3. The new GDP data is more optimistic than the old GDP data. 

In the period leading up to June 2012, there was a good agreement between the GDP (2004-05 base) and the firm data. On average, the GDP data was lower by -.39 percentage points. 

Something changed in the methods used by the CSO in June 2012 (we know not what). From this date onwards, GDP data (old base) started showing larger values when compared with the firm data, with a gap of +5.1 percentage points. 

This gap has risen with new GDP data, where the appropriate and comparable measure is the GVA. This is showing growth which is 7.9 percentage points higher, on average, than the firm sales data. 

This evidence does not suggest that the new GDP data is off by 7.9 percentage points. As the graph shows, firm sales data has a bigger amplitude when compared with the GDP data. In good times, the firm data shows very high growth and vice versa. The problem is perhaps limited to the discrepancy between the old data and the new data, which seems to be 190 basis points. 

Is growth better with smaller firms?

One element of the methodological improvement made by the CSO in the new data is reaching beyond large firms traded on stock exchanges (“listed companies” in the Indian parlance) to smaller firms. It is argued that these smaller firms are growing much faster. In order to test this hypothesis, we utilise annual data for a much larger universe of private firms (“unlisted companies” in the Indian parlance). The CMIE database now has strong coverage of unlisted firms, which makes this analysis feasible.

The results show that in recent years, the performance of the unlisted companies was worse. This cannot be an explanation for the high GDP growth seen in the official data. 

Corroborating evidence: Export demand

The graph above superposes goods and services exports from the Balance of Payments data against the exports of goods and services seen in the firm data. The BOP data is well measured and hence trustworthy. This gives us an opportunity to compare the picture seen through firm data versus the picture for the full economy. Here also, the large firms often seem to have more volatilility of boom and bust in exports growth, when compared with the overall data. 

This shows a period of sluggish exports growth in the post-2012 period. 

Corroborating evidence: Investment demand

We obtain trusted evidence about investment by firms through the CMIE Capex database, which  tracks all projects presently under implementation.

The graph above shows point-on-point growth in infrastructure projects which are classified as `under implementation’. As there is no seasonality in this series, the simple point-on-point growth measure is useful. Many of these projects have been stuck on account of policy bottlenecks, and it was hoped that the new BJP government would be much more effective at removing these bottlenecks. In the period after 2012, in most quarters, the growth has been below the long run median (the dashed line).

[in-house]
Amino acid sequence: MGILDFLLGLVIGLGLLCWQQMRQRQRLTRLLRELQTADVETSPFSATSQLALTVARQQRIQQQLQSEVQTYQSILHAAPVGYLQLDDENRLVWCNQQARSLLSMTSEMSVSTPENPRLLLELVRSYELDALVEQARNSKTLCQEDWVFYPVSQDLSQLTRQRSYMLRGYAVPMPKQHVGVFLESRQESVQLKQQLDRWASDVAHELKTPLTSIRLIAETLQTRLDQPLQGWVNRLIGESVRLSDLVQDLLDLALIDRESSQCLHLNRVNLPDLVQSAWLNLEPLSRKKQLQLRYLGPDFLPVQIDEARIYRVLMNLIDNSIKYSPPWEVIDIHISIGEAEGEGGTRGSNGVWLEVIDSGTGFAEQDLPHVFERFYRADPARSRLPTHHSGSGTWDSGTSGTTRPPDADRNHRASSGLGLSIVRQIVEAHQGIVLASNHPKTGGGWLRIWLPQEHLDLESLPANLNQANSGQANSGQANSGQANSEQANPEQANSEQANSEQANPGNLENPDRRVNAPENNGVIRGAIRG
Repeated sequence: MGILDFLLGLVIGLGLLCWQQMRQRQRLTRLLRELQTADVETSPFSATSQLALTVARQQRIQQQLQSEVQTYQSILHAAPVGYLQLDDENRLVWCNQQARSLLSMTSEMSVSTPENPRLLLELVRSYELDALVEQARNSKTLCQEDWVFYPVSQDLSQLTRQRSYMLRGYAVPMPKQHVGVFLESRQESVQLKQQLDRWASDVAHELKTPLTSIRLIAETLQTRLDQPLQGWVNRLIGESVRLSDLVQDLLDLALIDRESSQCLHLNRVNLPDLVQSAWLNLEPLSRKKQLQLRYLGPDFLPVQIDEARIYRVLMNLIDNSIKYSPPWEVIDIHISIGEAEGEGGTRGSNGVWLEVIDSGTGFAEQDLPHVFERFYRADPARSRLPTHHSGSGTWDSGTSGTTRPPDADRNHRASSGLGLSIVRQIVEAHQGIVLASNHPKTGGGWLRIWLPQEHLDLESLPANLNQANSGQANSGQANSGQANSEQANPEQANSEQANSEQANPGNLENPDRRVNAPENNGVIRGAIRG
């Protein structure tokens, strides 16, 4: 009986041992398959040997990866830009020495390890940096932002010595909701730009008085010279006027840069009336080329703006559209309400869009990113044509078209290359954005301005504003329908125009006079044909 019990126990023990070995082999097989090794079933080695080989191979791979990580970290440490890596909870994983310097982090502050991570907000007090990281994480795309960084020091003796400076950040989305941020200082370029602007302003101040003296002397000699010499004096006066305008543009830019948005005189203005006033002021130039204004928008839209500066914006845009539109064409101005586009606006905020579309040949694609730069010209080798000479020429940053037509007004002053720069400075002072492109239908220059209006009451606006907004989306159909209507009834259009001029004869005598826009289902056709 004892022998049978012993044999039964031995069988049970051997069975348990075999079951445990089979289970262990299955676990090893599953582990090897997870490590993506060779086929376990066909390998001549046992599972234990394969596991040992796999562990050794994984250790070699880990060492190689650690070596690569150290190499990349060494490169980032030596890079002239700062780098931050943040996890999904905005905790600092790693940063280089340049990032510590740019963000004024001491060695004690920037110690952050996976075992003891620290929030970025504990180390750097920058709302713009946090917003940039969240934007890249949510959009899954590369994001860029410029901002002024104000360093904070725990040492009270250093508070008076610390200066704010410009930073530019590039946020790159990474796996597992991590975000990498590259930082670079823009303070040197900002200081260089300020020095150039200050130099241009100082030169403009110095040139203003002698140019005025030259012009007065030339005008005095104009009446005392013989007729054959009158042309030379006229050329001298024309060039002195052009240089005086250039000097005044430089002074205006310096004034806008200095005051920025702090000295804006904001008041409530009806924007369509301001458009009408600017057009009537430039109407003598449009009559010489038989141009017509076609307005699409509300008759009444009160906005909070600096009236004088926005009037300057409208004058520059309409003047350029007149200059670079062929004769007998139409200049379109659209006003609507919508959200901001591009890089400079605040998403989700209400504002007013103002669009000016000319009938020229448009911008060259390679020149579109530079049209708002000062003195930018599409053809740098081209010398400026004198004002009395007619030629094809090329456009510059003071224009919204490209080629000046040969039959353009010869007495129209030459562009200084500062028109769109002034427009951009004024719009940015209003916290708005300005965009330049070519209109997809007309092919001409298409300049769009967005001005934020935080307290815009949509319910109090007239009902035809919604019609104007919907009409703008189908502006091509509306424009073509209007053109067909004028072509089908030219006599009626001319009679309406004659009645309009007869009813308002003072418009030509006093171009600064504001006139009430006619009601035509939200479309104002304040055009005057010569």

Infrastructure is only one component of overall investment. The graph above shows point-on-point growth in all projects that are `under implementation’. As there is no seasonality in this series, the simple point-on-point growth measure is useful. This shows a slight recovery from the depths experienced prior to the elections. However, we remain near or below the long-run median value (the dashed line).

Project announcements are a measure of business confidence. When firms are profitable, and financing is not a constraint, more projects get announced. The graph above shows sluggish growth in project announcements in the third recession. In most quarters, sub-median values have been observed. (There are some methodological issues in how we construct this measure, which tend to slightly overstate growth in the latest quarters). 


The new GDP data features many improvements in methodology. However, there is something going on, which we do not yet understand, which is a cause for concern. The extremely optimistic picture shown in the new GDP data does not square against what is seen in other data. Firm data released at quarterly and annual frequencies is micro data where every record can be perused and checked. Investment data is the aggregation of facts about individual projects which can be perused and checked. BOP data is a sound measure of goods and services being sold by India as we measure foreign exchange going into the country. 

This examination shows slow growth. Investment data is sluggish. Export demand is sluggish. These are consistent with the most trusted output measure — revenue growth of large firms. 

The picture appears to be one where a recession began in Q1 2012 and has not yet ended.

This article first appeared on Ajay Shah’s blog.

(Ajay Shah is a Professor at National Institute for Public Finance and Policy, New Delhi.)

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1 Comment
Shaji . 2 years ago

A well articulated differing perspective on the state of Indian economy. From the graphs, it is evident that actual recession seems to have begun in 2011; gaining momentum in the subsequent years. An analysis of the credit growth in the banking sector would have been an added value along with investment demand.

In nutshell, the Indian economy is still not out of the woods. It does not appear it will be in next 3-4 quarters.

Has the recession which began in 2012 ended?